Some faculty and staff at the University of Michigan are worried about the influx of students returning to campus. Around 40 faculty, staff, and graduate student employees gathered in front of the administration building on Tuesday. It was the first of a planned three days of protests, asking for the administration to let faculty opt out of in-person instruction and demanding a more robust testing infrastructure for COVID-19.
Kentaro Toyama is a professor at the School of Information and the organizer of the protest. He says he does not see the return to campus going well.
“Within a week or two, as soon as students start coming back to campus and congregating, it seems likely that we will see the rates of infection rise to a point where even the current administration will not be able to justify (it)," he says. "I’ve spoken to colleagues who think we’re not going to last through September.”
Toyama says that if the University of North Carolina, which transferred to remote learning after outbreaks of COVID-19, is any indication, U of M’s plans could have to change quickly.
He says instructors are prepared to teach, but not all feel safe doing so in-person… and that doesn’t change their commitment to the work they do.
“You know, especially as instructors and faculty, you know we are committed to the educational mission of the university. Every instructor on campus is putting in a lot of effort and what we’re really expecting is just some degree of respect and transparency,” he says.
The university does allow those faculty who have in-person classes to ask for an online format instead if they are concerned for their health and feel unsafe teaching face-to-face. Toyama pointed out that faculty and staff may have a hard time navigating that appeals process as they do not have unions to argue on their behalf like graduate student instructors and lecturers do.
On Tuesday, University of Michigan President Schlissel sent an email that explained the rationale behind the university's testing plan and other changes this fall, which he says are informed by recommendations from the Centers for Disease Control and Prevention, the state of Michigan, and experts at the Unviersity of Michigan. The statement also highlighted the fact that 70% of credit hours will be held online.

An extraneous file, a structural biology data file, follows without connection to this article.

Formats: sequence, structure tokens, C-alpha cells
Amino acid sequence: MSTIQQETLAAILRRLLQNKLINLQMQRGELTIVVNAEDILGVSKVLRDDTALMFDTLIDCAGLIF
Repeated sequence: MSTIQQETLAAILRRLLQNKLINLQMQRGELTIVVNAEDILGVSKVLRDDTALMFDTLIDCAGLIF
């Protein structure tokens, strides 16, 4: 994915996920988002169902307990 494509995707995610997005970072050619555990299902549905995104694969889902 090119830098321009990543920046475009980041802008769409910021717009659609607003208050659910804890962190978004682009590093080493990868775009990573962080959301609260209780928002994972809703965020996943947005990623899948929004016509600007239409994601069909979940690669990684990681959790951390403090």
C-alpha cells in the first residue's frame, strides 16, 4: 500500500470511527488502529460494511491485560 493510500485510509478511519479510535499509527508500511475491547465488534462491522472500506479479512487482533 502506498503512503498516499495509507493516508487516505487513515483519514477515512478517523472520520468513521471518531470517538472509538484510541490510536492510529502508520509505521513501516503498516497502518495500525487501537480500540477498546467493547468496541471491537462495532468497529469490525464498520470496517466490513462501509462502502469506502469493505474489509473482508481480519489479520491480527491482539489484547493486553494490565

“The real question is why does the university feel this 30% is essential to have in some kind of in-person component,” Toyoma told Stateside on Wednesday. “I believe that’s because that’s a credible level at which the university can claim it is open for in-person instruction, which would allow it to charge full tuition to students.”
Toyama explains he's done a lot of work this summer to make sure his students have a productive learning experience in the fall.
“I’ve never worked this hard to get fall courses prepared, simply because the enormity of having to design a course not just for some people who want to be online, but people who want to be in person, some people who are going to be synchronously learning and some people who are going to be in a different time zone and need a mode of asynchronous learning as well," says Toyama.
Some graduate student employees, concerned about teaching in-person classes, joined the faculty and staff in the protest.
Richard Bachmann is a PhD student in the history department and a graduate student instructor. He says a crucial part of his job as an instructor is providing a safe learning environment for students, and he’s not sure he’ll be able to do that.
“I will not be in a position to turn students away if I think they’re a health threat, right, if someone walks in without a mask and this kind of stuff. It’s a personal responsibility kind of thing. What we could do is dismiss class all together and say okay, everyone needs to go home because of this one person,” he says.
Bachmann also voiced his concerns on the health and safety procedures that employees had to go through. He had gone to campus a couple days before to receive training for conducting a hybrid class, which means some students will be in-person and some will be online.
“When we entered the building, we needed to do a health check-in, where we’re asked about COVID symptoms and stuff. I did that, and then you’re supposed to show that to someone upon entering the building, but no one looked at this," he says. "During the training, I was told that no one during the semester was going to do that. So I can’t create a safe classroom, in that sense.”
A university spokesman says U of M has given instructors flexibility in how they conduct classes this fall and it respects the right of faculty to protest things they are unhappy about.
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